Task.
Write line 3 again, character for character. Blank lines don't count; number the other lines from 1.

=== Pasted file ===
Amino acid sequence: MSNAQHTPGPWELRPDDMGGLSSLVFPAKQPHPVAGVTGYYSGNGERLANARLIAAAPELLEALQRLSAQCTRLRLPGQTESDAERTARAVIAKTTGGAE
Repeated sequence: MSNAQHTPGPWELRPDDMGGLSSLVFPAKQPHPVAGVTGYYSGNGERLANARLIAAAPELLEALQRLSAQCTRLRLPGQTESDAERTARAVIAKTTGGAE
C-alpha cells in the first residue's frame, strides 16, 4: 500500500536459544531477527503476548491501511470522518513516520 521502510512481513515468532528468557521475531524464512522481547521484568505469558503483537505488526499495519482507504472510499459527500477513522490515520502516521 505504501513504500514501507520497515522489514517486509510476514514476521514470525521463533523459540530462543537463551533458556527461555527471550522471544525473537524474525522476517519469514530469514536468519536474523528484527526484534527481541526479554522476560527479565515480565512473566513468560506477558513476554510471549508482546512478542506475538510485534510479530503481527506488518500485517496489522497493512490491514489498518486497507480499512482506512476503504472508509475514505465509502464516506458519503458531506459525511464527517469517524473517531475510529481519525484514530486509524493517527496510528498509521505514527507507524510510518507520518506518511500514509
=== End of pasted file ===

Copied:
C-alpha cells in the first residue's frame, strides 16, 4: 500500500536459544531477527503476548491501511470522518513516520 521502510512481513515468532528468557521475531524464512522481547521484568505469558503483537505488526499495519482507504472510499459527500477513522490515520502516521 505504501513504500514501507520497515522489514517486509510476514514476521514470525521463533523459540530462543537463551533458556527461555527471550522471544525473537524474525522476517519469514530469514536468519536474523528484527526484534527481541526479554522476560527479565515480565512473566513468560506477558513476554510471549508482546512478542506475538510485534510479530503481527506488518500485517496489522497493512490491514489498518486497507480499512482506512476503504472508509475514505465509502464516506458519503458531506459525511464527517469517524473517531475510529481519525484514530486509524493517527496510528498509521505514527507507524510510518507520518506518511500514509